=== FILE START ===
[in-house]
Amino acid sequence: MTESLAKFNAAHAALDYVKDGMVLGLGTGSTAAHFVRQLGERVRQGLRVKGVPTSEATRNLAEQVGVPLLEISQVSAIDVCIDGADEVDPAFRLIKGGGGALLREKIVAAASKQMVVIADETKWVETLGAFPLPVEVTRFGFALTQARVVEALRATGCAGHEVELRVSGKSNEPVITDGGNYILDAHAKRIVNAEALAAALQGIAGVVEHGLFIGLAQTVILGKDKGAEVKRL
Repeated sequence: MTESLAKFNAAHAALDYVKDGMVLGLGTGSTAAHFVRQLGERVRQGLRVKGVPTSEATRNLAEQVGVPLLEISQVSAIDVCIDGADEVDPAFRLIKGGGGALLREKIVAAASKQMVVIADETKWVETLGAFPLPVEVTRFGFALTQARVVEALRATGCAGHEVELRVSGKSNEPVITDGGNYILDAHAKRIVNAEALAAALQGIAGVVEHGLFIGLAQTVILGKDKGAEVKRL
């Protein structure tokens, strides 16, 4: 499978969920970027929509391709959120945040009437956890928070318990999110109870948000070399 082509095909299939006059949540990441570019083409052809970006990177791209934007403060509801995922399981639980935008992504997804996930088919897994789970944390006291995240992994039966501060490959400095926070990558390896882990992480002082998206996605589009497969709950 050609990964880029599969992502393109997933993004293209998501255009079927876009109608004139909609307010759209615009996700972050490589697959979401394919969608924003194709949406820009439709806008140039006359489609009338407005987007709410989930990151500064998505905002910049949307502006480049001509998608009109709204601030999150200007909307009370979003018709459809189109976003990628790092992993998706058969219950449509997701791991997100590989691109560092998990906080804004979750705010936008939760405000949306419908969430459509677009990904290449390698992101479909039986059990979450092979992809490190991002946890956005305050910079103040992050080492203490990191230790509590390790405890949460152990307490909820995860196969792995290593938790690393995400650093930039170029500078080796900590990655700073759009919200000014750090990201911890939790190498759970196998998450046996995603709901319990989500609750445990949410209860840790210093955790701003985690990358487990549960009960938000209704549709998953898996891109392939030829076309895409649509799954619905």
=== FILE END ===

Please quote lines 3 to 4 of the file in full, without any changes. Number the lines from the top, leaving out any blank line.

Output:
Repeated sequence: MTESLAKFNAAHAALDYVKDGMVLGLGTGSTAAHFVRQLGERVRQGLRVKGVPTSEATRNLAEQVGVPLLEISQVSAIDVCIDGADEVDPAFRLIKGGGGALLREKIVAAASKQMVVIADETKWVETLGAFPLPVEVTRFGFALTQARVVEALRATGCAGHEVELRVSGKSNEPVITDGGNYILDAHAKRIVNAEALAAALQGIAGVVEHGLFIGLAQTVILGKDKGAEVKRL
């Protein structure tokens, strides 16, 4: 499978969920970027929509391709959120945040009437956890928070318990999110109870948000070399 082509095909299939006059949540990441570019083409052809970006990177791209934007403060509801995922399981639980935008992504997804996930088919897994789970944390006291995240992994039966501060490959400095926070990558390896882990992480002082998206996605589009497969709950 050609990964880029599969992502393109997933993004293209998501255009079927876009109608004139909609307010759209615009996700972050490589697959979401394919969608924003194709949406820009439709806008140039006359489609009338407005987007709410989930990151500064998505905002910049949307502006480049001509998608009109709204601030999150200007909307009370979003018709459809189109976003990628790092992993998706058969219950449509997701791991997100590989691109560092998990906080804004979750705010936008939760405000949306419908969430459509677009990904290449390698992101479909039986059990979450092979992809490190991002946890956005305050910079103040992050080492203490990191230790509590390790405890949460152990307490909820995860196969792995290593938790690393995400650093930039170029500078080796900590990655700073759009919200000014750090990201911890939790190498759970196998998450046996995603709901319990989500609750445990949410209860840790210093955790701003985690990358487990549960009960938000209704549709998953898996891109392939030829076309895409649509799954619905």